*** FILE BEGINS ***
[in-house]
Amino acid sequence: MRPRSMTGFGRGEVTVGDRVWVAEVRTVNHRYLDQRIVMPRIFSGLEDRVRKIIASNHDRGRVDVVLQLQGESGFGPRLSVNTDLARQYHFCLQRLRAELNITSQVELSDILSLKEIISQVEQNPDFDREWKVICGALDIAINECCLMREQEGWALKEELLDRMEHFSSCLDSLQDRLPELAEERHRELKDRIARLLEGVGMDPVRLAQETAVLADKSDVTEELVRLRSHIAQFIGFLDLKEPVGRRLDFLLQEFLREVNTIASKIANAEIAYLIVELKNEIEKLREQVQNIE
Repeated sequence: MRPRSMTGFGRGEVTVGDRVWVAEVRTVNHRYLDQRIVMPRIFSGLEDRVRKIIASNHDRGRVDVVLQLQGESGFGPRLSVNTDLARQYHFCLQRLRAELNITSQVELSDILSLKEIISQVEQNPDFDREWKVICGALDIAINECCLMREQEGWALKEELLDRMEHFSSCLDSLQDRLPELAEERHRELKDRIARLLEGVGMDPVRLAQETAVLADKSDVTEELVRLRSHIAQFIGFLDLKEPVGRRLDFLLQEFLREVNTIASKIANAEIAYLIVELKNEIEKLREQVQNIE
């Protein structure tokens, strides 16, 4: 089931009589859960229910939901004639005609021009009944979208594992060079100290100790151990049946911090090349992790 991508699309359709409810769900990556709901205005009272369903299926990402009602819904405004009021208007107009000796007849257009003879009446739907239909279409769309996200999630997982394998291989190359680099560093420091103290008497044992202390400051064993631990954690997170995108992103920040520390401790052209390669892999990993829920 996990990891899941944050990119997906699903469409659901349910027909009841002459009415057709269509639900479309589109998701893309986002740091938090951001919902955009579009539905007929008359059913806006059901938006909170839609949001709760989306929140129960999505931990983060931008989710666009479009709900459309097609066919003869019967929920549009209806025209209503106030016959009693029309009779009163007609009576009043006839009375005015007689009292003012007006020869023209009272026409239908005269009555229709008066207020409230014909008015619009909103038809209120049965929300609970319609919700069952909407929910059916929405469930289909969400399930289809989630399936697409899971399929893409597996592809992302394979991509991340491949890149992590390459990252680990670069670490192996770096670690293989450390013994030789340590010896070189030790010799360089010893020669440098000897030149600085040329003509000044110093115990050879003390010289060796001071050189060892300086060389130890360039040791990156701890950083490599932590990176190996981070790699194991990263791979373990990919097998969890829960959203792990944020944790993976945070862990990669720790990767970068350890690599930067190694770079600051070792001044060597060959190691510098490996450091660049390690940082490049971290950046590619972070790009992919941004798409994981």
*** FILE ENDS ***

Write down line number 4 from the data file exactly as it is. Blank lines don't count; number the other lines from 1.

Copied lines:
């Protein structure tokens, strides 16, 4: 089931009589859960229910939901004639005609021009009944979208594992060079100290100790151990049946911090090349992790 991508699309359709409810769900990556709901205005009272369903299926990402009602819904405004009021208007107009000796007849257009003879009446739907239909279409769309996200999630997982394998291989190359680099560093420091103290008497044992202390400051064993631990954690997170995108992103920040520390401790052209390669892999990993829920 996990990891899941944050990119997906699903469409659901349910027909009841002459009415057709269509639900479309589109998701893309986002740091938090951001919902955009579009539905007929008359059913806006059901938006909170839609949001709760989306929140129960999505931990983060931008989710666009479009709900459309097609066919003869019967929920549009209806025209209503106030016959009693029309009779009163007609009576009043006839009375005015007689009292003012007006020869023209009272026409239908005269009555229709008066207020409230014909008015619009909103038809209120049965929300609970319609919700069952909407929910059916929405469930289909969400399930289809989630399936697409899971399929893409597996592809992302394979991509991340491949890149992590390459990252680990670069670490192996770096670690293989450390013994030789340590010896070189030790010799360089010893020669440098000897030149600085040329003509000044110093115990050879003390010289060796001071050189060892300086060389130890360039040791990156701890950083490599932590990176190996981070790699194991990263791979373990990919097998969890829960959203792990944020944790993976945070862990990669720790990767970068350890690599930067190694770079600051070792001044060597060959190691510098490996450091660049390690940082490049971290950046590619972070790009992919941004798409994981």